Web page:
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In the United States, the geographic distribution of “HIV-positive”—which has remained constant since testing began—can be calculated with good accuracy from the regional variations in racial composition of the population (see p. 66 ff. in The Origin, Persistence and Failings of HIV/AIDS Theory). With only 4 levels of shading in each of the following two maps, by chance just 12 states (48/4) would have the same color in both maps; but here, 31 states are shaded the same in both figures, much better than chance. This is consistent with the conclusion that the racial composition of the population is the chief determinant of rates of testing “HIV”-positive.

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The geographic correlations described in this post are perhaps suggestive more than probative. However, there is obviously no justification for talking about HIV/AIDS in “sub-Saharan Africa” as though something were common about it throughout that region. “AIDS in sub-Saharan Africa” is a sound-bite useful for propaganda; but like so many sound-bites, it is drastically misleading.

It is not just suggestive, however, but quite solid fact, acknowledged in innumerable official reports and mainstream publications, that “HIV” in the United States affects people in the officially used racial and ethnic groups quite differently, and persistently in the sequence

Asian < white < Native American < Hispanic < black

There is evidently some sort of genetic basis for the tendency to test “HIV”-positive. Or one might put it like this:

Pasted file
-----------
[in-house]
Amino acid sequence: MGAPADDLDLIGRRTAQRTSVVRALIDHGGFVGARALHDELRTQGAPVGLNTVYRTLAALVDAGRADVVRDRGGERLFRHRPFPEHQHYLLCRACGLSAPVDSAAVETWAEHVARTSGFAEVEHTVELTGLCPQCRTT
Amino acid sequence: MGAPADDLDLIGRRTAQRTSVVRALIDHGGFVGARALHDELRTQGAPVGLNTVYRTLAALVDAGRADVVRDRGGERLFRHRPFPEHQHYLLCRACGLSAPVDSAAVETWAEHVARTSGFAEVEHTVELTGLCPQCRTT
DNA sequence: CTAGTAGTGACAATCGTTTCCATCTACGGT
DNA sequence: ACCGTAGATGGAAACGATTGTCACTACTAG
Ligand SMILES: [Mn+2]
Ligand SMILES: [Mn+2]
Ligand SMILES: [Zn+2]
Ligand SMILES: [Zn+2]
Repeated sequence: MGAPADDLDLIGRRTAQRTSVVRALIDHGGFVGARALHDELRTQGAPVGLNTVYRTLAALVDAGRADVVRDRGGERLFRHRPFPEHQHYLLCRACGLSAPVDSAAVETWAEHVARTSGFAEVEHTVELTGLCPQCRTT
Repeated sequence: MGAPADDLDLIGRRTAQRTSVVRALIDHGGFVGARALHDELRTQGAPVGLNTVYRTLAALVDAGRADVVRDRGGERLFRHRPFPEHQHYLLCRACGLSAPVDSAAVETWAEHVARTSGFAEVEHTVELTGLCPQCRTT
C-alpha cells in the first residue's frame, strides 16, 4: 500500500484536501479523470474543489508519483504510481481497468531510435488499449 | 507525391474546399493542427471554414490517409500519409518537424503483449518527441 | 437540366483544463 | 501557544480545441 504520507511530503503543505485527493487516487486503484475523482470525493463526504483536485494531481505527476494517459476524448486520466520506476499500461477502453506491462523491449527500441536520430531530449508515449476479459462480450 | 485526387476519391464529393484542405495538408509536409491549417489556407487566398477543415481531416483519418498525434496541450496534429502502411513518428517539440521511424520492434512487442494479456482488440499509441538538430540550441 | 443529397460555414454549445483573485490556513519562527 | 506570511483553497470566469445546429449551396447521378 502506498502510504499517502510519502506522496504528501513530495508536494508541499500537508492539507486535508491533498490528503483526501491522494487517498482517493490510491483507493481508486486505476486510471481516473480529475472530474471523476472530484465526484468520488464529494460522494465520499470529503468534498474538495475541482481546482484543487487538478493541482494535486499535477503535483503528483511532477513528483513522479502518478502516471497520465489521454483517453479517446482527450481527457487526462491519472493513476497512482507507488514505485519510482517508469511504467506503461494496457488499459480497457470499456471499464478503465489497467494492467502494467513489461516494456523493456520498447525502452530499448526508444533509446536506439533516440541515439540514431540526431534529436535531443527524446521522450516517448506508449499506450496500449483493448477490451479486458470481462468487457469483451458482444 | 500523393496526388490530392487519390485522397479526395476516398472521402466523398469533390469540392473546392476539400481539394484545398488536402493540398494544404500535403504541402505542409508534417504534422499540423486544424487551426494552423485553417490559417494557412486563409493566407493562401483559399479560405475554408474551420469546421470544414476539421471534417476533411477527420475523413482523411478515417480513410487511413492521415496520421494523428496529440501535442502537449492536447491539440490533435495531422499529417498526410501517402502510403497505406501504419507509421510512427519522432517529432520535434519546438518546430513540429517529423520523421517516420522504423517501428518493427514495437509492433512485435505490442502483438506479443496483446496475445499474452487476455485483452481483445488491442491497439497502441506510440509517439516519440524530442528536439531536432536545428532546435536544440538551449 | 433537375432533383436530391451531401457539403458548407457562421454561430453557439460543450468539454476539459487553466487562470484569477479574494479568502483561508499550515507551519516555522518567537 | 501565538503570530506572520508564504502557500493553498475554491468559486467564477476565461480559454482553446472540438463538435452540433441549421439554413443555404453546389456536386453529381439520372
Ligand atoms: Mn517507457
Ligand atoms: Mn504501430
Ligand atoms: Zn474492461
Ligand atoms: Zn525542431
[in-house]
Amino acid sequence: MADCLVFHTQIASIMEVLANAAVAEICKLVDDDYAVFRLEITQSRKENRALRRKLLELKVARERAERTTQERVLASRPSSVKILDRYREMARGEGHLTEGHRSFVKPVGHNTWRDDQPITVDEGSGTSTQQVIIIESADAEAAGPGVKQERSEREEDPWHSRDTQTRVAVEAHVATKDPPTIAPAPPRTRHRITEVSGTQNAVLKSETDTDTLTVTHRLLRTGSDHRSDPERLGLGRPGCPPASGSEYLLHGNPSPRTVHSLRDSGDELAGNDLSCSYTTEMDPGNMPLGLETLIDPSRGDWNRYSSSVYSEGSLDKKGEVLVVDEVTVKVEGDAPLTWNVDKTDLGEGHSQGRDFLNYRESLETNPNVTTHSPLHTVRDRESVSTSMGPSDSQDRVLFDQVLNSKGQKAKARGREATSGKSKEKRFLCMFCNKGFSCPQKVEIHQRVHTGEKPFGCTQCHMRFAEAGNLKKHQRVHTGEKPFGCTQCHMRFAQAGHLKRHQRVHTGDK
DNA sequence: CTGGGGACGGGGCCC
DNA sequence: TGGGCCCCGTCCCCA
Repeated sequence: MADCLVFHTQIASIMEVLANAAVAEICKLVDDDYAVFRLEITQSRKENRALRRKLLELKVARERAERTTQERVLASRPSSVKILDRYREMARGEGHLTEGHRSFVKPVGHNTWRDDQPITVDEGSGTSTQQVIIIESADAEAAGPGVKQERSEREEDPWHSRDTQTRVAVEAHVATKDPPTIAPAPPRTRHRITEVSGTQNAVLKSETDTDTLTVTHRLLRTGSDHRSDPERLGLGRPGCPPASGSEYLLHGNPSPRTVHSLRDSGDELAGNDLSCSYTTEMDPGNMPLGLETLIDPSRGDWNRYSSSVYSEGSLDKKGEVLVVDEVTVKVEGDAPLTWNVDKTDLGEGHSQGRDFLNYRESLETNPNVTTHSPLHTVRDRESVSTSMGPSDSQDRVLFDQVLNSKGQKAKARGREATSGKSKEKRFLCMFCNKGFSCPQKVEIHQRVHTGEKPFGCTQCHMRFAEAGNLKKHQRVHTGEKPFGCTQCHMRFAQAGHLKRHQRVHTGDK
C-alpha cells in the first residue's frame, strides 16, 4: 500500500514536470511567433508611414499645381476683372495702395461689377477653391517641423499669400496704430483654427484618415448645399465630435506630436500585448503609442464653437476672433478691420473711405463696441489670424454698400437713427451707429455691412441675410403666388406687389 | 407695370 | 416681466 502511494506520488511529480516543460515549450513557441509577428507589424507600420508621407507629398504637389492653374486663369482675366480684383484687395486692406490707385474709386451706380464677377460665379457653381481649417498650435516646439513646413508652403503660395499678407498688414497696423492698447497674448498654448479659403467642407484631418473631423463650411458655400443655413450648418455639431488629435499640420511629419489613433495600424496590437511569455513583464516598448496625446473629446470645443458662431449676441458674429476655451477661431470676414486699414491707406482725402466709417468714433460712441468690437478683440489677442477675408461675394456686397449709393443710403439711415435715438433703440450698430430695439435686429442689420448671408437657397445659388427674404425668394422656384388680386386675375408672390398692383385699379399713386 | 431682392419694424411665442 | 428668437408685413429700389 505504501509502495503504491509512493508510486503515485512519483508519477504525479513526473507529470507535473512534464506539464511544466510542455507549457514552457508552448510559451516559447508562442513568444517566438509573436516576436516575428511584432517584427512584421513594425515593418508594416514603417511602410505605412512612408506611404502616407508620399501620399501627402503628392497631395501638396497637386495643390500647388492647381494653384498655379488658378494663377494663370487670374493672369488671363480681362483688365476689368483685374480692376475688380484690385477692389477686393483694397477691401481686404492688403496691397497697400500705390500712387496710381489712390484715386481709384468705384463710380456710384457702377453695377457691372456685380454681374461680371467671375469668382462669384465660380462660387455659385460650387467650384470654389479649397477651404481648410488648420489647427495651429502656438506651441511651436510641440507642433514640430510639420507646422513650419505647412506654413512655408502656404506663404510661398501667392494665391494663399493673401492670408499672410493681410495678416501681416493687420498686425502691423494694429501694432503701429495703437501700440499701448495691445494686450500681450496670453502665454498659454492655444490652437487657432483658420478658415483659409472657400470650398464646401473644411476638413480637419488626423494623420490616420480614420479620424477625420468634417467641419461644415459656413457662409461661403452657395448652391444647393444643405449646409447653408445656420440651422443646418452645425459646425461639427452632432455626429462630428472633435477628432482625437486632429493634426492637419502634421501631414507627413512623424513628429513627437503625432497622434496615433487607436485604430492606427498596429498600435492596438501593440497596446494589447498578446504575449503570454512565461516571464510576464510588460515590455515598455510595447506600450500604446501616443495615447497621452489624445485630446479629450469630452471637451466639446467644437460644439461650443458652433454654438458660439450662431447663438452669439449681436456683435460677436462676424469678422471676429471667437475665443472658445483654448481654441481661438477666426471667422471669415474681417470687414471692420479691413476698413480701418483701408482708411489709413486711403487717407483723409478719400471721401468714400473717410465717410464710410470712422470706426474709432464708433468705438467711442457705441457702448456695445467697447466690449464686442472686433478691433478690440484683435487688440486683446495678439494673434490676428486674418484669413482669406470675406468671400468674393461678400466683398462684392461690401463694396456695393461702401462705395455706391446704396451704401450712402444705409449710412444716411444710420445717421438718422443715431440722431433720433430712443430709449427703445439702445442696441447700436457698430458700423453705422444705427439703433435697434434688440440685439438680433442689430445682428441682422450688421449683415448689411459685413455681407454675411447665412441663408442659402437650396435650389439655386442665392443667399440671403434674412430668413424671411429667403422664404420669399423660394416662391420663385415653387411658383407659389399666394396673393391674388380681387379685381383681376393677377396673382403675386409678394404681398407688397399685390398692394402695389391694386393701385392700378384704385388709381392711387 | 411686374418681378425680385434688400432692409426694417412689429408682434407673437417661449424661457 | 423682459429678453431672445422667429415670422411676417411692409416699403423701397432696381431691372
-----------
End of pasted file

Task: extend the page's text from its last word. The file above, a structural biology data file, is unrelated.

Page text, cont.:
“HIV” tests are racially biased.

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2 Responses to “DECONSTRUCTING HIV/AIDS in “SUB-SAHARAN AFRICA” and “THE CARIBBEAN””

  1. Edward Kamau said

    Hi, Henry:

    Thanks for the great blog and the book (which I bought and I’m reading). You constantly point out major contradictions in the HIV/AIDS dogma. But nothing changes out there. My experience has been that it is basically impossible to convince an AIDS believer by rational argument and evidence alone. Each person has to come to doubt the orthodoxy through some personal epiphany or a great deal of innate natural skepticism.

    I grew up in Kenya and there overpopulation and population control were the big things before HIV/AIDS. So from an African perspective, HIV/AIDS supplanted Population Control as the best vehicle for access by special interests to the public treasury. Here in the US, HIV/AIDS supplanted the War on Cancer for the same purposes. Unless the AIDS Dissidents can make some impact, progress will continue in the same vein and HIV/AIDS will be supplanted by some even more lucrative orthodoxy, perhaps Global Warming.

    So the question is what impact can we dissidents have? I think the best path is to simply organize the dissident community so well that it powerfully attracts all those who already harbor doubts, who are ready for that epiphany. Your blog is doing a great job here, but there needs to be a national and then international network of HIV/AIDS dissidents that challenges the mainstream in a consistent and effective way.

    Such a network might organize a dissident lecture-circuit with prominent dissidents speaking for pay at various venues around the country. It might publish a journal of AIDS Dissidents, it might fund research, pay for advertising, set up internet radio, podcasts etc. What such a group would need is funding. Are there so few HIV/AIDS dissidents in the USA that we can not together come up with the funds for such a thing?

    Edward Kamau

  2. hhbauer said

    Edward:

    I certainly agree on the way the profit motive influences things. And I like your ideas re organizing dissidents, I’m going to pass them on to the Rethinking AIDS group, which has determined to become more active, for instance by seeking some publicity for a “Rethinking AIDS Day” on Wednesday, 24th anniversary of Gallo’s announced discovery of HIV. Funding may be the usual problem, but I suspect that for a lecture circuit, most people would be glad to participate just for travel expenses. And local publicity would be easier to get for such events than national publicity for the whole dissident movement. Great idea!